Mr Newman and his new friends

Whenever we could, we would all gather around the dinner table together to hear my father’s stories of how he used to fix garage doors as part of his residential garage door service, of the people he met and the adventures he would sometimes find himself on. This evening was no exception as he recounted a story of hidden treasure and a mysterious customer.

On this occasion my father was called to an old house within the city, one of a few that had a garage, although the property itself was a little run down and dilapidated. When he arrived he was met by a slightly unusual looking man with a beard who was wearing sunglasses, even though it wasn’t a particularly bright day.

The man showed my father to the garage and explained the problem, which was that the door would no longer open but the man wasn’t sure of the reason. This particular door was not electrically operated but relied on the torsion spring arrangement to balance the door and allow the door to be opened manually and easily due to the springs taking most of the weight of the door. The door could be locked shut manually by a conventional key lock on the lever handle.

Treasure chest

The man disappeared back into the house. My father noticed the man seemed a little nervous and edgy but thought nothing more of it and got on with the task of investigating the problem of the malfunctioning garage door. After twenty minutes or so, my father had pinpointed the problem to an obstruction which was caused by something against the wall having moved too close to the door slider mechanism. He started to move several objects in order to gain access and to clear the obstruction.

The obstruction of the sliding tracks

My father had almost finished when he moved a large sturdy box which had a front opening door which fell open as it moved. Inside my father saw some jewels and a couple of small oil paintings. They looked very expensive and it seemed odd to him that they would be stored in a garage. Not wanting to pry further into his client’s personal effects he quickly closed the box and finished his repair.

He explained to the man and showed him the finished work. The man saw that the box had been moved and suddenly appeared even more nervous than before. He quickly thanked my father, paid him and showed him out.

Later that evening while watching the local news, my father saw a report about a robbery at a local gallery the previous night. Having not seen the contents of the box clearly, my father didn’t immediately think about the garage, but after a few hours something was bothering him, and after discussing it with my mother, he decided to call the police. After all he didn’t want to cause unnecessary trouble for the man if he was completely innocent.

Anyway, it turned out that the goods my father saw were stolen as the report on the TV had shown, and the gallery was so grateful to recover the stolen goods that they thanked my father with a generous reward. My father thought about how unusual it was to come across a customer like this as his customers were always so polite and kind, but came to the conclusion that there was always going to be a ‘few bad apples’. He donated the reward to his favorite charity because that’s the sort of person my father was…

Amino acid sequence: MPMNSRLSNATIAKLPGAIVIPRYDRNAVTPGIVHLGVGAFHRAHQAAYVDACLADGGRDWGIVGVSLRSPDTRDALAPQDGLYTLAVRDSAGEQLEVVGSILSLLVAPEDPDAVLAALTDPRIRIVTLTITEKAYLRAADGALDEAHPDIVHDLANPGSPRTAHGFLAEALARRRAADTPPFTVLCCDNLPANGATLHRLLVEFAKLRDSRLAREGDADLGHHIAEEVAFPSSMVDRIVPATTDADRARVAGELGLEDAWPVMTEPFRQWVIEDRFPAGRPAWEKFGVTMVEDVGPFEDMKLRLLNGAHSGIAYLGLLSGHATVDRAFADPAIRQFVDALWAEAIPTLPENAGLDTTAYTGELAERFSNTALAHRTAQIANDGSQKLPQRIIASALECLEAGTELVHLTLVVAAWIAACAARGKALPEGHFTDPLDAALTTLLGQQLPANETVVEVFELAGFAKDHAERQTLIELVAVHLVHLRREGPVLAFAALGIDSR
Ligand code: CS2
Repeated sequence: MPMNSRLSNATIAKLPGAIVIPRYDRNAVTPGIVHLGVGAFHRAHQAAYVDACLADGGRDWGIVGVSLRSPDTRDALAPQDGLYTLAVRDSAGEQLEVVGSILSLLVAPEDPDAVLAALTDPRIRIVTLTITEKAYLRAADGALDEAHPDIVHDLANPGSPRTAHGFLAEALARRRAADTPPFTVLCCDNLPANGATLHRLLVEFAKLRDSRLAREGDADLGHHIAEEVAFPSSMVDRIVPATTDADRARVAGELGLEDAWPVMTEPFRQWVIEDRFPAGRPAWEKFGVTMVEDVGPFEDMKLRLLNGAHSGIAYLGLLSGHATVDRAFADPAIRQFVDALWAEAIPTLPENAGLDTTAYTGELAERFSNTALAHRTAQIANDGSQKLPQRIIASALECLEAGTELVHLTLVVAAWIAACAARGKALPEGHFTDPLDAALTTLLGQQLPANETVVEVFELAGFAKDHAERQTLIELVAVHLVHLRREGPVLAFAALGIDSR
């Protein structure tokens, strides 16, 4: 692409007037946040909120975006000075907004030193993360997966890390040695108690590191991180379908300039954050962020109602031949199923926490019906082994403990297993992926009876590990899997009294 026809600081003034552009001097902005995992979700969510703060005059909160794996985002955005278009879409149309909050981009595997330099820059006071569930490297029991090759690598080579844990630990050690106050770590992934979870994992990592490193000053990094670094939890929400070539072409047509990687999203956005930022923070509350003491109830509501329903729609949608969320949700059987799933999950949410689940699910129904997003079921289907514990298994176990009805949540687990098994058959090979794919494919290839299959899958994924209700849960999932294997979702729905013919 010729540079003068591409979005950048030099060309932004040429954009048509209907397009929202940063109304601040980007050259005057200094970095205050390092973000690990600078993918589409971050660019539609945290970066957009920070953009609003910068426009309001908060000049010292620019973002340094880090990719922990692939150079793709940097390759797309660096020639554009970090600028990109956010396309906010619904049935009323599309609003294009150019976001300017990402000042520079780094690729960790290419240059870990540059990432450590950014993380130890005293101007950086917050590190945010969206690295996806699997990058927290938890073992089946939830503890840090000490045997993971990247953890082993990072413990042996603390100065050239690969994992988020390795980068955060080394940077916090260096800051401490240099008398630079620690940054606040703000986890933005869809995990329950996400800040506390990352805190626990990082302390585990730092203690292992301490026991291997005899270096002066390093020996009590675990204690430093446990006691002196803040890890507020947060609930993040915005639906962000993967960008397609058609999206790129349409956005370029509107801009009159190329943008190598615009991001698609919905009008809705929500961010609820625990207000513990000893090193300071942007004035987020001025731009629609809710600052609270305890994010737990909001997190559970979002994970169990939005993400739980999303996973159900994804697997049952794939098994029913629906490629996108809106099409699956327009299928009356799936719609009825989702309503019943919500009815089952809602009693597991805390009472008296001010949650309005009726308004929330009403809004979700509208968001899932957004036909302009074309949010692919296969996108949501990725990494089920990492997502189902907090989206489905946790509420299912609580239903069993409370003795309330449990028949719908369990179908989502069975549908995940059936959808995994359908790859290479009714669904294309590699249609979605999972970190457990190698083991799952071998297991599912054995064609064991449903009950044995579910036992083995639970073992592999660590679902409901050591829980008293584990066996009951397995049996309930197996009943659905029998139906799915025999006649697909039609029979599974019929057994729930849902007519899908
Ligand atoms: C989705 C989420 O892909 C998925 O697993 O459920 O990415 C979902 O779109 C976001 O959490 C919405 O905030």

Mr. Newman and the Inventor

One evening while we were all sitting at the dinner table with my mother and father, my father, as he usually did, told us a story of one of his days at work as a garage door repair man. My father, Jack Newman, was a clever man and had always been interested in making things and fixing things. When he was growing up he would spend time in his own father’s garage, which was actually more of a workshop, and would make toys and fix old clocks and generally tinker with whatever he could get his hands on.

He told us the story of how he was once called to look at a garage door which had stopped working properly. The owner of the property was away and he had been called by the housekeeper who needed to get something out of the garage but couldn’t operate the door properly.

My father was shown to the garage by the housekeeper. As soon as my father entered the garage he knew this was the home of an engineer, an inventor, somebody like himself who loved to dabble with all things mechanical. It reminded him very much of his father’s old garage when he was growing up.

Product innovation and new inventions?

As my father looked at the garage door itself he immediately saw that this was no ordinary garage door. In fact it was unlike any he had ever seen before in all his years as a garage door repair man. The door had the usual mechanism of torsion springs to balance the weight of the garage door, wheels running in tracks to guide the door as it lifted up and overhead, and the opening and closing action of the door was operated by an electric motor. A remote control handset activated the electric motor.